Dr. Alan S. Peterson Winter 2013 - Vol. 8, No. 4
Practical Lipid Management and the Role of Advanced Lipid Testing
Scott J. Deron, DO, FACC, FSCAI
Cardiologist, The Heart Group of LGHealth


Atherosclerosis is driven by three main elements: the concentration of lipoproteins that contain Apolipoprotein B (Apo B), which adhere and diffuse into the vascular endothelium by mass gradient transfer; the loss of endothelial integrity (hypertension and reactive oxygen species); and a supra-physiologic inflammatory response.

For at-risk patients, aggressive statin treatment to goal lowers the incidence of cardiovascular events by 30%, but unfortunately these individuals are still exposed to 70% of their pretreatment risk.

In an effort to understand this so-called residual risk, additional components of blood lipids have been investigated and are now easily obtained in clinical practice. This report reviews the rationale for considering the use of these advanced markers as part of global cardiovascular risk reduction.


Cholesterol serves as a precursor for sterol hormones and bile salts, and is also required for synthesis of cellular membranes. Triglycerides provide energy for cellular metabolism and energy storage. This constant need to deliver lipids to peripheral tissues is satisfied by hepatic manufacture of very-low density lipoprotein (VLDL).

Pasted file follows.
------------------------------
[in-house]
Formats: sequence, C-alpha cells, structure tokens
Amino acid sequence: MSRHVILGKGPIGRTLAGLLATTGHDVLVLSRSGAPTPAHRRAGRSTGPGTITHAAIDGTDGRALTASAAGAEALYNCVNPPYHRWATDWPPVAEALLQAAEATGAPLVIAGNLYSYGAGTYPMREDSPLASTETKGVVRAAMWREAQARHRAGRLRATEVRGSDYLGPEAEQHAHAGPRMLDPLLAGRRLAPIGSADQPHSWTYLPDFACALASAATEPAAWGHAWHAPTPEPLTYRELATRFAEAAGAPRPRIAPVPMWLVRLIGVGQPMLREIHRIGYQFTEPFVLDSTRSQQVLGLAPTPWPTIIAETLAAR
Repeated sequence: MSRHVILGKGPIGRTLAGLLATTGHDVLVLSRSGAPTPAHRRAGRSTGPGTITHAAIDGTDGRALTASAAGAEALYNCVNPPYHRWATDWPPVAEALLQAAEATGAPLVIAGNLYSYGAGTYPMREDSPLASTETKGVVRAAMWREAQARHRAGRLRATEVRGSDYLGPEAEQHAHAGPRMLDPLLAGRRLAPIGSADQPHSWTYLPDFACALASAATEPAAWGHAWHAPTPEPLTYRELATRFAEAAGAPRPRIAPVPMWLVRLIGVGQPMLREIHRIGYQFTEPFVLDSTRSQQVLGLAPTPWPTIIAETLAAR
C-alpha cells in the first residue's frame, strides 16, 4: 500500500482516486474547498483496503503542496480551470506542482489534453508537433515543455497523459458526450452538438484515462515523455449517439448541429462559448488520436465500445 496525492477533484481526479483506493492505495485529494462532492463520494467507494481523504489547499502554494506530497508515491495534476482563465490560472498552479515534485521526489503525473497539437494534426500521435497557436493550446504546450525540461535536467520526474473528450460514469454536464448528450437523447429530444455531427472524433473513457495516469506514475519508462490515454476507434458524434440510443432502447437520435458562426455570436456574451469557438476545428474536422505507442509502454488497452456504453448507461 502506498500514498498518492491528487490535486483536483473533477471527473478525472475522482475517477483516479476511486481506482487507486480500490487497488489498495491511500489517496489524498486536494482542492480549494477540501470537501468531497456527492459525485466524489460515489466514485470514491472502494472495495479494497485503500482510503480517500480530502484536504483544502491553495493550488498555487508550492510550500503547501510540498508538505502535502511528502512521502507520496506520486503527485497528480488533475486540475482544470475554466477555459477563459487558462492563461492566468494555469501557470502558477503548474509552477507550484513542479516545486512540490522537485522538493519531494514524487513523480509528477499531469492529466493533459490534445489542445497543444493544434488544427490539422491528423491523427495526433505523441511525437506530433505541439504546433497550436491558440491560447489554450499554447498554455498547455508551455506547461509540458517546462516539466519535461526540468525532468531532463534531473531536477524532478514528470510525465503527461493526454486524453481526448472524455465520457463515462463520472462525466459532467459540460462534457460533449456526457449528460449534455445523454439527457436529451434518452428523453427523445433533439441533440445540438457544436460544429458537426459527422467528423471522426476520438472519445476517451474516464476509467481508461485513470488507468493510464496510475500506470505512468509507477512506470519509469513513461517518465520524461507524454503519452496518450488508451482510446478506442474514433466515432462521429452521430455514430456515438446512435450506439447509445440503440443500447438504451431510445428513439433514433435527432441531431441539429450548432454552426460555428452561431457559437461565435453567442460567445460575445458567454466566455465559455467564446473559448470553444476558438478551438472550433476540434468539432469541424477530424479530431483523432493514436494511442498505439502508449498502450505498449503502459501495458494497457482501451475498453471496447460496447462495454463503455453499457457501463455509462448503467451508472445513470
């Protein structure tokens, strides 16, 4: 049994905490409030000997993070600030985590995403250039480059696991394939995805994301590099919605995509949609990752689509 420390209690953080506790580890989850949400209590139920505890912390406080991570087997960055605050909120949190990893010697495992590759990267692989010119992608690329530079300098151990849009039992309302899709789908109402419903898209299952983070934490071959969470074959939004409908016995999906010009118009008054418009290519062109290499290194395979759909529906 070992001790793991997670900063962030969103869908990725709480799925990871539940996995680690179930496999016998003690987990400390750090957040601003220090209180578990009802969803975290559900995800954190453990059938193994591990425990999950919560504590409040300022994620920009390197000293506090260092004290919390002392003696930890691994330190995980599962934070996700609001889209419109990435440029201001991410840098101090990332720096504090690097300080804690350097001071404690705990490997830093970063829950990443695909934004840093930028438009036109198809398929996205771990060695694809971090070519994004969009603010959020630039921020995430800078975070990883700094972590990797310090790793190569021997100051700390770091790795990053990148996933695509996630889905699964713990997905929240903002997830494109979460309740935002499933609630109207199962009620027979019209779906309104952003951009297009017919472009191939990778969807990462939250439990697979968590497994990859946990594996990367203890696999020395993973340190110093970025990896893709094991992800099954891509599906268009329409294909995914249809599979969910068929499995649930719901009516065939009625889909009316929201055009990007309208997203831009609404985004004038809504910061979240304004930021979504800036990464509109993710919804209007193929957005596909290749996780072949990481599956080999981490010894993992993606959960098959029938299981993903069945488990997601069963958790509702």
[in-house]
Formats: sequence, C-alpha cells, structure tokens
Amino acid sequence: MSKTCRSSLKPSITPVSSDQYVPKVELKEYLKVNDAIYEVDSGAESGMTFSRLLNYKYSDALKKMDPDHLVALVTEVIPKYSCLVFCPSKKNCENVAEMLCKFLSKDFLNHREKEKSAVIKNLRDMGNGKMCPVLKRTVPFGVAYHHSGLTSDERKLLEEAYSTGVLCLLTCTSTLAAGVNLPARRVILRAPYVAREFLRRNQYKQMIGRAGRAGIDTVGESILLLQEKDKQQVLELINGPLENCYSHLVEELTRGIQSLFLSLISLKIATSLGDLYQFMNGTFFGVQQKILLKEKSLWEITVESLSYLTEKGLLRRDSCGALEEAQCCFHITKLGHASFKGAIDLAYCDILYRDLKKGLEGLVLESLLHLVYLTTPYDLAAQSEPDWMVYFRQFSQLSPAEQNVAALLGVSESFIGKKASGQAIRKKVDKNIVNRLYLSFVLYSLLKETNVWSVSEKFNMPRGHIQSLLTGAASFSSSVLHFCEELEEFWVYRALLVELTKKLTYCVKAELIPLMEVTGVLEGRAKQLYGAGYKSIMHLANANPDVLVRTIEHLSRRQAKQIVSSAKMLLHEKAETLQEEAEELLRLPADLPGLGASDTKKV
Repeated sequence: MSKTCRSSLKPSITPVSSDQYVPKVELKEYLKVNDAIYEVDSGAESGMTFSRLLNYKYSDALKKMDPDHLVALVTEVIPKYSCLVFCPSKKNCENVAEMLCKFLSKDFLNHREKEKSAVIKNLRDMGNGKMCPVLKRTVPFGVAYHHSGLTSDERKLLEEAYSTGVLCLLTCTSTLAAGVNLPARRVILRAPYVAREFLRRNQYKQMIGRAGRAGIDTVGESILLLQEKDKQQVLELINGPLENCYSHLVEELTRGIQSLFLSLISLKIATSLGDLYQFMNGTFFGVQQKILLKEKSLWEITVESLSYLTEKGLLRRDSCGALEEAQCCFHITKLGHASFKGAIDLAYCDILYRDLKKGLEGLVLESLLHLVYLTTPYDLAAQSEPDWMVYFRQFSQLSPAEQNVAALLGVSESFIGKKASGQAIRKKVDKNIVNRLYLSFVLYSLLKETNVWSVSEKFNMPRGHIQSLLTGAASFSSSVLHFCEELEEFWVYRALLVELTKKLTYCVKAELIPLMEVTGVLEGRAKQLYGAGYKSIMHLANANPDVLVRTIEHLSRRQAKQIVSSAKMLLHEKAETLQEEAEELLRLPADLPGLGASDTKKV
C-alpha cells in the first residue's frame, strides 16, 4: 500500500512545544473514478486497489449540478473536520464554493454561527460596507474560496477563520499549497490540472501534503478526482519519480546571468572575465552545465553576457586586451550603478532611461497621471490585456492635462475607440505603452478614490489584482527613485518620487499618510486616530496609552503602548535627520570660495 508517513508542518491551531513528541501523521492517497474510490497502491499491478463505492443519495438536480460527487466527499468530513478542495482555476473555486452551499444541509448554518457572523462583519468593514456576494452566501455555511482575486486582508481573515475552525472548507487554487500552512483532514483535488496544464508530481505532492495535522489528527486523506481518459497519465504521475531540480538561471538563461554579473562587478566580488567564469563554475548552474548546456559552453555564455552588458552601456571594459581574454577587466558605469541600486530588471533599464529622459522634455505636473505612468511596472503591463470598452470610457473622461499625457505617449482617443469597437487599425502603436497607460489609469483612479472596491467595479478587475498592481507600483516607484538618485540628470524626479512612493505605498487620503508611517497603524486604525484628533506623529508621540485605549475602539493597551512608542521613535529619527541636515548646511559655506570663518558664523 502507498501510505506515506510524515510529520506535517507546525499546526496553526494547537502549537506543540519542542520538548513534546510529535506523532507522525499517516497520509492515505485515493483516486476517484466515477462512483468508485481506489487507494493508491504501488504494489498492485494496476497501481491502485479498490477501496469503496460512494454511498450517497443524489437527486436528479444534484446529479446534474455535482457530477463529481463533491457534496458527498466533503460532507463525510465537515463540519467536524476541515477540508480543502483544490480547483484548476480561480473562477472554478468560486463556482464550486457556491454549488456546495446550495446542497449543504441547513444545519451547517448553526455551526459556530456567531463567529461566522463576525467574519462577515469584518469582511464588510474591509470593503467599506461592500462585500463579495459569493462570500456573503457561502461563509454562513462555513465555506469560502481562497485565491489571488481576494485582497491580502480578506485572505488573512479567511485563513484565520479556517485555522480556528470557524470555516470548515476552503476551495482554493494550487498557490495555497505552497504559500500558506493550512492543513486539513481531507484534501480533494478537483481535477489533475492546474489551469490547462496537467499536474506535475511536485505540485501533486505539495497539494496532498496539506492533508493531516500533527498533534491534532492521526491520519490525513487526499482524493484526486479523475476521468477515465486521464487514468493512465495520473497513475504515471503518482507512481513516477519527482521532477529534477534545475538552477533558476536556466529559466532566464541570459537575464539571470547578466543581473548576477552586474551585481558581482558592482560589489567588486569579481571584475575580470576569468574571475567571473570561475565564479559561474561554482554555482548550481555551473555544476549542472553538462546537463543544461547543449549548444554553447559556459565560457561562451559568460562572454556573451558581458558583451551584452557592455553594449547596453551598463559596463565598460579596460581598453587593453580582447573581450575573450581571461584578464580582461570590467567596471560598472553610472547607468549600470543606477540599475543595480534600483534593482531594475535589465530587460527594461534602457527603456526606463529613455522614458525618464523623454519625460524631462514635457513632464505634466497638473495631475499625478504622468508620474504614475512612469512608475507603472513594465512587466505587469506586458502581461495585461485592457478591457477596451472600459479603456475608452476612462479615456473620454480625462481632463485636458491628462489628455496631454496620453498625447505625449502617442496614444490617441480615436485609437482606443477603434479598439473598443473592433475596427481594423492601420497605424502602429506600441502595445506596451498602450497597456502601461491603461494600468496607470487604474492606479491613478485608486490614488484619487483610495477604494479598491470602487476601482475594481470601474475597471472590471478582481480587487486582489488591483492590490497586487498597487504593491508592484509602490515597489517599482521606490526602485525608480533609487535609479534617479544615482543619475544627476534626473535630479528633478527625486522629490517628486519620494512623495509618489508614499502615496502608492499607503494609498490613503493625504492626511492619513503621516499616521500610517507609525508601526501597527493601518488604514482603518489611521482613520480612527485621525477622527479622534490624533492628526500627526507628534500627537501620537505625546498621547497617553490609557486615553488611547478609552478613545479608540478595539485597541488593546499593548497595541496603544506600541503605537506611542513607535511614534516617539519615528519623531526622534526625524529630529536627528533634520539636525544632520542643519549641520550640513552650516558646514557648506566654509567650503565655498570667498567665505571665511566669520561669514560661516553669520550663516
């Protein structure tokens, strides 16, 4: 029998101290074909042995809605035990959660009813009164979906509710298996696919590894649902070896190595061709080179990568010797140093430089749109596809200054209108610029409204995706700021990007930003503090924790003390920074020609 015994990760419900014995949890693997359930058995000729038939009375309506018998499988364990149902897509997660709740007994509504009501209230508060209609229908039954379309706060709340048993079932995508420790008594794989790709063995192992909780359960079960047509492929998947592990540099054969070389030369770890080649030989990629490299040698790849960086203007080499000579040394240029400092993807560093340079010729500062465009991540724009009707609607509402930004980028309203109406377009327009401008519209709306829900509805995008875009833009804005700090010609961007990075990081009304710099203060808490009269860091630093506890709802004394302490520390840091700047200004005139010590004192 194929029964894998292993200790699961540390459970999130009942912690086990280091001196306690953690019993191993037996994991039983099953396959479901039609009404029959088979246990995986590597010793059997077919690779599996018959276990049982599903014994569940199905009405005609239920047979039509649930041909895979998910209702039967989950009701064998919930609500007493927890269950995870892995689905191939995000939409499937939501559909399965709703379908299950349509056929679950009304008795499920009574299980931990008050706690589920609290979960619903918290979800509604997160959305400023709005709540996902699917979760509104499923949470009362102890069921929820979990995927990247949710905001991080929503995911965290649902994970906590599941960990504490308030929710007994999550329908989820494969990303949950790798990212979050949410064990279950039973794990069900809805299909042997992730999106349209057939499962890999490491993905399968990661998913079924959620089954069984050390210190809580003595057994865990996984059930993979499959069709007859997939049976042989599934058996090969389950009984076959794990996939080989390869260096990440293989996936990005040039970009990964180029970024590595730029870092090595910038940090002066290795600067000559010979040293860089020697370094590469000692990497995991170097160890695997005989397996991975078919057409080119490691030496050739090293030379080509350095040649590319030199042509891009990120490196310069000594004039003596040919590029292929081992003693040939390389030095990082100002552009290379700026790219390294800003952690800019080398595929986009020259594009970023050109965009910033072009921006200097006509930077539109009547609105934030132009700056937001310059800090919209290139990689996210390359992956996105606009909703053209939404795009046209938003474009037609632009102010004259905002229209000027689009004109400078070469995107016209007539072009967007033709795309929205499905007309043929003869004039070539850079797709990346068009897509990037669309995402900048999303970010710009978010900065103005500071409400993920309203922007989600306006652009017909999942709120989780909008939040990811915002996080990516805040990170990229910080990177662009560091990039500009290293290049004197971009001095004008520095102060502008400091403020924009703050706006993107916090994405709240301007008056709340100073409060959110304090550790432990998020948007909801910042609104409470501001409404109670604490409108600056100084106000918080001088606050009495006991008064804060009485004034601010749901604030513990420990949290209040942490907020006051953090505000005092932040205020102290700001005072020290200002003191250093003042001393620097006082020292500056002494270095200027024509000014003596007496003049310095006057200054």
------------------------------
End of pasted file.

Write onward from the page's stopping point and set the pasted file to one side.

Under the influence of microsomal transfer protein, the liver combines triglyceride, phospholipids, apolipoproteins B and E, and cholesterol ester to produce the VLDL particle, comprised of 60% triglyceride and 12% cholesterol.

VLDL is the ‘grandparent particle’ of low-density lipoprotein (LDL-C). The newly minted VLDL particle is released from the liver and is acted upon by lipoprotein lipase (LPL), releasing its component parts for the body’s needs. As a result of LPL hydrolysis, the VLDL particle becomes smaller and intermediate density lipoprotein (IDL) is formed. The fate of IDL is either uptake by the hepatic receptor (for bile salt excretion or recycling into another VLDL particle), or further hydrolysis into LDL.

Each molecule of LDL contains one molecule of Apo B. In the absence of insulin resistance or high triglycerides, the LDL particle contains 90% cholesterol ester and 10% triglyceride. It is the primary source of cholesterol used by the periphery for cellular membrane synthesis. If not used for this purpose, LDL is either taken up by the hepatic receptor or it adheres to the vascular endothelium and breaks through to the sub-endothelial space where it becomes oxidized and engulfed by macrophages resulting in the foam cell, the genesis of atherosclerosis. Notably, the hepatic receptor has less affinity for Apo B then Apo E (Apo E is lost during hydrolysis from IDL to LDL) and the result is greater circulation time compared to IDL. This biology changes in the presence of insulin resistance or hypertriglyceridemia. Both these conditions activate the enzyme CETP (cholesterol ester transfer protein), which promotes the transfer of triglycerides from VLDL to IDL, LDL, and HDL in exchange for cholesterol. This activation of CETP is a double-edged sword that affects atherosclerosis in two ways:

On one hand, LDL – now laden with excess triglycerides – becomes an attractive target for hepatic lipase which aggressively hydrolyzes the particle and imparts such a change in conformation that the hepatic receptor fails to recognize it with the same affinity. This failure further extends the particle’s already prolonged circulation time to several days, which increases the opportunity for it to be bound to endothelium and accelerate atherosclerosis. But since total LDL concentration does not change with this CETP-mediated alteration in chemistry, one might be lulled into a false sense of security that LDL may be at or close to goal.